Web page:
The news began making its way across the web on February 1: Apple had rejected Sony's e-reader app, refusing to make it available in the App store.
As reported in the New York Times, Sony had submitted an iOS app that would let users of Apple's popular iPad, iPhone and iPod Touch devices read e-books that had been purchased through Sony's Reader Store. Sony's app would include a purchase function that would take users out of the app, launch the mobile Safari browser on their iDevice and allow them to buy e-books directly from the Reader Store. This is similar functionality to Amazon's immensely popular Kindle app, which allows iOS users to purchase and read Kindle e-books. While the Android version of Sony's Reader app is now available, Sony posted the following message to iOS users on its Reader Store website (complete with a teaser photo of the Reader app on an iPhone 4):
"We would like to update everyone on the status of our Reader™ for iPhone® mobile application. We created an app that we’re very excited about, which includes all the features you’ve come to expect from a mobile reading application – including access to your existing collection, synching with your Reader Daily Edition™ and purchasing new content as is possible on other mobile platforms.Unfortunately, with little notice, Apple changed the way it enforces its rules and this will prevent the current version of the Reader™ for iPhone® from being available in the app store. We opened a dialog with Apple to see if we can come up with an equitable resolution but reached an impasse at this time. We’re exploring other avenues to bring the Reader experience to Apple mobile devices. We know that many of you are eagerly awaiting the application and we appreciate your continued patience."
What's With Apple?
Apple's App Store has had an existing policy requiring any app that allows users to make a purchase outside of the app (by opening a browser window to complete the transaction), to offer a similar capability within the application. The reason for this is all about money. If a transaction takes place outside of an app, Apple gets nothing, but the company takes a 30 percent cut of all in-app purchases. So if someone buys a book through Amazon's Kindle app (which uses a browser-based transaction), Apple gets no money. Not only that, but the Kindle app (and Reader app, had it been approved), compete with Apple's own iBooks service, which sells e-books to Apple device owners. Apple's response to why it allowed the Kindle app -which clearly does not play by the App Store rules- while denying the Sony Reader app has been along the lines that it has just begun tightening up enforcement of the App Store policies.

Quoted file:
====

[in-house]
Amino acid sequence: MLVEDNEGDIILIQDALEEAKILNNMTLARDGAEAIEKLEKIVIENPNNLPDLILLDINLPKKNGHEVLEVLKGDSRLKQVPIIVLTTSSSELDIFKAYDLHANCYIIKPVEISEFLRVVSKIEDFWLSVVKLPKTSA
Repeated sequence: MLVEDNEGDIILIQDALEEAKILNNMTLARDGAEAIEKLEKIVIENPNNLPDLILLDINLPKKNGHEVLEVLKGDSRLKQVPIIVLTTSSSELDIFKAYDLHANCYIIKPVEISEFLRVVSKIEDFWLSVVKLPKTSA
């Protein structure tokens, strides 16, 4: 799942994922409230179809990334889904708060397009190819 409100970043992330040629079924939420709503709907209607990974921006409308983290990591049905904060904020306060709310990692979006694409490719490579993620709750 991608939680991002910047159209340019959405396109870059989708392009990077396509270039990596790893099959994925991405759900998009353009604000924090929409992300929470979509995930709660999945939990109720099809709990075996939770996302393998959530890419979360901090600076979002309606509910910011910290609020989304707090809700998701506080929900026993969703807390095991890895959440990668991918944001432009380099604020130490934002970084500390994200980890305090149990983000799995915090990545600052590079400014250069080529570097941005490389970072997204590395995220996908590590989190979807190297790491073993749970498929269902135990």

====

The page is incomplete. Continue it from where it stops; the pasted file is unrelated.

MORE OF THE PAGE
What Does This Mean for E-Books?
As Sony says in the message to customers, the company is at an impasse with Apple. For the moment, it means that people who own a Sony e-reader can't easily read their e-books purchased through Sony's Reader Store on their iPad, iPhone or iPod. It also means that iDevice owners don't have access to the contents of Sony's Reader Store.
The big picture is a little more cloudy. The profitability and long term viability of Apple's iBooks service is clearly threatened by apps that allow access to other e-book retailers who may offer a wider selection of titles and/or lower pricing. If Apple were to impose the in-app purchase requirement cited with Sony on Amazon, any books purchased through the Kindle app would then require Apple receiving a 30 percent cut. That would leave Amazon with the options of absorbing the extra cost if someone chose to buy from within the Kindle app instead of taking the extra steps to buy through their web browser (meaning Amazon would likely lose money on those purchases), or passing the increased cost on to customers. You can see why Sony is at an impasse and why Amazon must be getting nervous.
At the end of the day, it's people who read e-books who are going to be most impacted by how this showdown ultimately plays out and Apple iPad users will be on the front lines. Hopefully a compromise can be reached that doesn't result in e-book price hikes for iOS users, while encouraging what has been a growing trend toward a diversity of e-book sources and platform neutrality.